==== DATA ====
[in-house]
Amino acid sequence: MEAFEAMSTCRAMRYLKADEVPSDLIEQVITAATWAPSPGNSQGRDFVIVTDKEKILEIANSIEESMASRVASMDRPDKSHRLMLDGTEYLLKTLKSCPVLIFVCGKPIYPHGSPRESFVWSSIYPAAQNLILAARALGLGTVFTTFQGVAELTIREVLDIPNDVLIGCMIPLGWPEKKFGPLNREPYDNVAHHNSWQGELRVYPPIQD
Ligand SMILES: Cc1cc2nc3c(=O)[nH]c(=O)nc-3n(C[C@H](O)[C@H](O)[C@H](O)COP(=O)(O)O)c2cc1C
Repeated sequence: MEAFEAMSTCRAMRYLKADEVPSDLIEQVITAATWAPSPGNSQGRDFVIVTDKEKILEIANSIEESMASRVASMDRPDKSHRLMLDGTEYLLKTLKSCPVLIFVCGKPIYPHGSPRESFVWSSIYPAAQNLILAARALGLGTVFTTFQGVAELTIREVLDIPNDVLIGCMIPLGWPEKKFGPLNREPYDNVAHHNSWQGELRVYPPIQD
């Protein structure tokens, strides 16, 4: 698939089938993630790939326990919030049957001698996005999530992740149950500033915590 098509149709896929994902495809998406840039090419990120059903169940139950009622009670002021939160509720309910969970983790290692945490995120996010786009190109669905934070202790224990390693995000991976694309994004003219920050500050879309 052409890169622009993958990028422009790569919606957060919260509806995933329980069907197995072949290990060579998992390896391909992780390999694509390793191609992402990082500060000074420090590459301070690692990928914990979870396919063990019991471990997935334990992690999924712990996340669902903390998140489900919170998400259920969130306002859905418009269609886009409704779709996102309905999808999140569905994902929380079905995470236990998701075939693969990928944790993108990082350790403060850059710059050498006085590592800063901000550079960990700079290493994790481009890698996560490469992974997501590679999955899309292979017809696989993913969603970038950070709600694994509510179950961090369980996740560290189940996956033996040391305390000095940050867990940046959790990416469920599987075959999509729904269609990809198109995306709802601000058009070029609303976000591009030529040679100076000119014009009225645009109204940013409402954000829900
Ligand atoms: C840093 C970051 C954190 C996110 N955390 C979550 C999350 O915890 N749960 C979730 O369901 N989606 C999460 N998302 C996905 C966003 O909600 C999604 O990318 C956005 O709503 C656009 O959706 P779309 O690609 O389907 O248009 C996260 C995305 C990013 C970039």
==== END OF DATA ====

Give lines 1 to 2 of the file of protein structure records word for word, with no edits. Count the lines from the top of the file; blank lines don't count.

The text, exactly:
[in-house]
Amino acid sequence: MEAFEAMSTCRAMRYLKADEVPSDLIEQVITAATWAPSPGNSQGRDFVIVTDKEKILEIANSIEESMASRVASMDRPDKSHRLMLDGTEYLLKTLKSCPVLIFVCGKPIYPHGSPRESFVWSSIYPAAQNLILAARALGLGTVFTTFQGVAELTIREVLDIPNDVLIGCMIPLGWPEKKFGPLNREPYDNVAHHNSWQGELRVYPPIQD